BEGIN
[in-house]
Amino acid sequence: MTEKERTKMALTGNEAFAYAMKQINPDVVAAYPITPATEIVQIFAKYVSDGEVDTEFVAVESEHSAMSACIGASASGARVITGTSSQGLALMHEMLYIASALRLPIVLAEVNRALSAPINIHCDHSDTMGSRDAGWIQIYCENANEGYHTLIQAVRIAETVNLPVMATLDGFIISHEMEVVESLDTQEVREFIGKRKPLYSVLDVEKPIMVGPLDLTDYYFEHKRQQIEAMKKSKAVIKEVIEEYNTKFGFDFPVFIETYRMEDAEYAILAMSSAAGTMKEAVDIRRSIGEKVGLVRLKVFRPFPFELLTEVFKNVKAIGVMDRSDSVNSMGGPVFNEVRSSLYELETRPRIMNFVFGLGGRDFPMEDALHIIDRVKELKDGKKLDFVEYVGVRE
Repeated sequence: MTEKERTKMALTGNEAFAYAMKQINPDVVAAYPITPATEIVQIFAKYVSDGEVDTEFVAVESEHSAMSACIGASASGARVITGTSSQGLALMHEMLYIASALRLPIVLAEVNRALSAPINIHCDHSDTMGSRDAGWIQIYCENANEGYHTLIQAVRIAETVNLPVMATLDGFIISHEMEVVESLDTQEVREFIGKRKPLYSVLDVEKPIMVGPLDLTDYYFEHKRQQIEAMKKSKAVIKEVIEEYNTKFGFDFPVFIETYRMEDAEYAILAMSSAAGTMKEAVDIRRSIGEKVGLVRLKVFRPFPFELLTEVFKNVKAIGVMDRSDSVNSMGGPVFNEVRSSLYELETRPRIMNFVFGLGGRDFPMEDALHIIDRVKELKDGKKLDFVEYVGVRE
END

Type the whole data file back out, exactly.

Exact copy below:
[in-house]
Amino acid sequence: MTEKERTKMALTGNEAFAYAMKQINPDVVAAYPITPATEIVQIFAKYVSDGEVDTEFVAVESEHSAMSACIGASASGARVITGTSSQGLALMHEMLYIASALRLPIVLAEVNRALSAPINIHCDHSDTMGSRDAGWIQIYCENANEGYHTLIQAVRIAETVNLPVMATLDGFIISHEMEVVESLDTQEVREFIGKRKPLYSVLDVEKPIMVGPLDLTDYYFEHKRQQIEAMKKSKAVIKEVIEEYNTKFGFDFPVFIETYRMEDAEYAILAMSSAAGTMKEAVDIRRSIGEKVGLVRLKVFRPFPFELLTEVFKNVKAIGVMDRSDSVNSMGGPVFNEVRSSLYELETRPRIMNFVFGLGGRDFPMEDALHIIDRVKELKDGKKLDFVEYVGVRE
Repeated sequence: MTEKERTKMALTGNEAFAYAMKQINPDVVAAYPITPATEIVQIFAKYVSDGEVDTEFVAVESEHSAMSACIGASASGARVITGTSSQGLALMHEMLYIASALRLPIVLAEVNRALSAPINIHCDHSDTMGSRDAGWIQIYCENANEGYHTLIQAVRIAETVNLPVMATLDGFIISHEMEVVESLDTQEVREFIGKRKPLYSVLDVEKPIMVGPLDLTDYYFEHKRQQIEAMKKSKAVIKEVIEEYNTKFGFDFPVFIETYRMEDAEYAILAMSSAAGTMKEAVDIRRSIGEKVGLVRLKVFRPFPFELLTEVFKNVKAIGVMDRSDSVNSMGGPVFNEVRSSLYELETRPRIMNFVFGLGGRDFPMEDALHIIDRVKELKDGKKLDFVEYVGVRE